NUTRITION DURING PREGNANCY Recommended weight gain during pregnancy: 11.2 to 15.9 kg (25 to 35 lb) 0.4 kg (1 lb) per month during the first trimester 0.4 kg (1 lb) per week during the last two trimesters (a trimester pattern of 3-12-12)

When you're pregnant, a healthy diet that includes foods from each of the food groups will help you meet all your nutrient needs to support your health and your baby's health. Women need to eat an additional 300 calories a day while pregnant. If you follow a 1,800 calorie diet when not pregnant, then you should increase your daily intake to 2,200 calories per day. Calorie needs, however, should be individualized. Ask your obstetrician how much you should eat each day. SAMPLE MEAL PLAN FOR PREGNANCY Breakfast Include food sources of folate in your diet to help prevent birth defects. Foods high in folate include fruits, vegetables, and fortified breads, cereals and pastas. A sample breakfast meal to eat during pregnancy includes: 1. Two slices of whole wheat toast with margarine, a scrambled egg, 1 cup of nonfat milk and an orange 2. Whole grain ready-to-eat cereal with 1 cup of nonfat milk, a banana and a boiled egg Lunch You need 1,000 to 1,300 mg of calcium and 200 IU of vitamin D a day while pregnant to help your baby's growing bones develop. Include four to six servings of dairy foods to meet your calcium and vitamin D needs. A sample lunch meal during pregnancy includes: 1. Tuna sandwich made with two slices of whole wheat bread, 3 oz. of canned tuna and 1 tsp. of mayonnaise with one slice of cheese, served with 1 cup of nonfat milk, carrot and celery sticks, and a small apple 2. 2 cups of chicken noodle soup, five whole grain crackers with 1 oz. of low-fat cheese, 1 cup of nonfat yogurt and 1/2 cup of fruit Afternoon Snack Snacking while pregnant helps you meet your nutrient needs. Crowding from your growing belly can make eating large meals difficult. A sample mid-afternoon snack includes:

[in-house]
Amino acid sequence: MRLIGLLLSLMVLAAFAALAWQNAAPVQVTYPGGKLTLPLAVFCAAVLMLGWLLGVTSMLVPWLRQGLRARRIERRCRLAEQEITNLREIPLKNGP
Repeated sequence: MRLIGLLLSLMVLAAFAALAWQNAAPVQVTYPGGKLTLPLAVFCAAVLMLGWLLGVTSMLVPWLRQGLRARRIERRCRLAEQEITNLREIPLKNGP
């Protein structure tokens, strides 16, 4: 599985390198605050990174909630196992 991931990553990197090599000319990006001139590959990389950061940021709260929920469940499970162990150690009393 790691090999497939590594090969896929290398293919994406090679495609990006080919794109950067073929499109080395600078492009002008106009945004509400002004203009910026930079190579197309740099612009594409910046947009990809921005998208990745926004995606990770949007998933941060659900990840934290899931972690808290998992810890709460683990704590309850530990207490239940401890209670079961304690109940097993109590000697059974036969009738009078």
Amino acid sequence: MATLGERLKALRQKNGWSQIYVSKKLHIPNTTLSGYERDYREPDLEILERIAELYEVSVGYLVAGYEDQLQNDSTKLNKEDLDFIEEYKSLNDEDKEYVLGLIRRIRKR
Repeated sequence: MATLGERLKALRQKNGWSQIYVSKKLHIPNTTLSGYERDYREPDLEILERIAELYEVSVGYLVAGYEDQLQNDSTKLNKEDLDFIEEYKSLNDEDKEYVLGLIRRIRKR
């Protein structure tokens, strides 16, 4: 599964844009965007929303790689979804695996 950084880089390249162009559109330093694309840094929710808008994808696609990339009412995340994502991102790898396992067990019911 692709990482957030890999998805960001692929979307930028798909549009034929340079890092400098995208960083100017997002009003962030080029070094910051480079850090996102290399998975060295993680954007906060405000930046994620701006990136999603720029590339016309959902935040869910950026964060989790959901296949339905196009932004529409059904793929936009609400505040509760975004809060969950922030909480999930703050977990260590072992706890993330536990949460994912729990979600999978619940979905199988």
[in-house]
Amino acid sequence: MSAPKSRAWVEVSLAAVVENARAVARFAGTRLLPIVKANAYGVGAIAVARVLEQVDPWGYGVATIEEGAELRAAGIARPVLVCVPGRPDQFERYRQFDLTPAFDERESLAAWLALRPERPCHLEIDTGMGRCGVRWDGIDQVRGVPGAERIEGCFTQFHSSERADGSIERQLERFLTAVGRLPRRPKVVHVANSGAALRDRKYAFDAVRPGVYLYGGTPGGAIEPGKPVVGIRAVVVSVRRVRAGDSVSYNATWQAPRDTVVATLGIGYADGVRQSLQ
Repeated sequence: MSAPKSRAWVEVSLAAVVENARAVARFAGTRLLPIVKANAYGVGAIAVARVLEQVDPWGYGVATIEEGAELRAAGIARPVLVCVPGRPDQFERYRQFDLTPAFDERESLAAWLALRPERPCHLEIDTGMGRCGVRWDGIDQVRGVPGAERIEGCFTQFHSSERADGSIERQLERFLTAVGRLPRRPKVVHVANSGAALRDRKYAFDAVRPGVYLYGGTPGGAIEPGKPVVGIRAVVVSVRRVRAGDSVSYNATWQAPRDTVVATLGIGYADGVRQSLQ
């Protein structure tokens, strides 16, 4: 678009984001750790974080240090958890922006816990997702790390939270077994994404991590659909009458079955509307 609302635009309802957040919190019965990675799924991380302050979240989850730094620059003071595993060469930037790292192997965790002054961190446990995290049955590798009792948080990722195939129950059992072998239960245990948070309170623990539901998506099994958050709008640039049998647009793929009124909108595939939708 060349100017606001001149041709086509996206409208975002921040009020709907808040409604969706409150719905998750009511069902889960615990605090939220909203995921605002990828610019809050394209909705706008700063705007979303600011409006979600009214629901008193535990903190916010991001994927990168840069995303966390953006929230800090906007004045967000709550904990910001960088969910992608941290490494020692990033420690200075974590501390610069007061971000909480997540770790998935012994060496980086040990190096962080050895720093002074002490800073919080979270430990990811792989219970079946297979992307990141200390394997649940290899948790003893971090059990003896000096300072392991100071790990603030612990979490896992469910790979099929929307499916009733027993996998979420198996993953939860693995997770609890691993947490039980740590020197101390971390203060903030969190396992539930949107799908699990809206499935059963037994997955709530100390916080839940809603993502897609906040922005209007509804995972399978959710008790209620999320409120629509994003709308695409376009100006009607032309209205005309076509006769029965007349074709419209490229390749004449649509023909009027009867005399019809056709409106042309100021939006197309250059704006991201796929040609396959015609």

1. 1 cup of nonfat yogurt 2. 1 slice of whole wheat toast with 1 tbsp. of peanut butter Dinner Your blood volume doubles during pregnancy, increasing your need for iron. Meat, beans and spinach are good sources of iron to include in your diet while pregnant. A sample dinner meal for pregnancy includes: 1. a 3 oz. serving of pork tenderloin with 1/2 cup of applesauce, a small baked potato and 1 cup of broccoli 2. bean burrito for dinner, made with one 8-inch whole wheat tortilla and 1/2 cup of pureed beans served with salsa, 1/2 cup of beans and rice The tomatoes in the salsa are high in vitamin C and will enhance the absorption of vitamin C from the beans. Evening Snack Sample evening snacks include: 1. 1/2 cup of whole grain ready-to-eat cereal with 1 cup of nonfat milk 2. five whole grain crackers with 1 oz. of low-fat cheese 3. 1 cup of nonfat yogurt with three graham cracker squares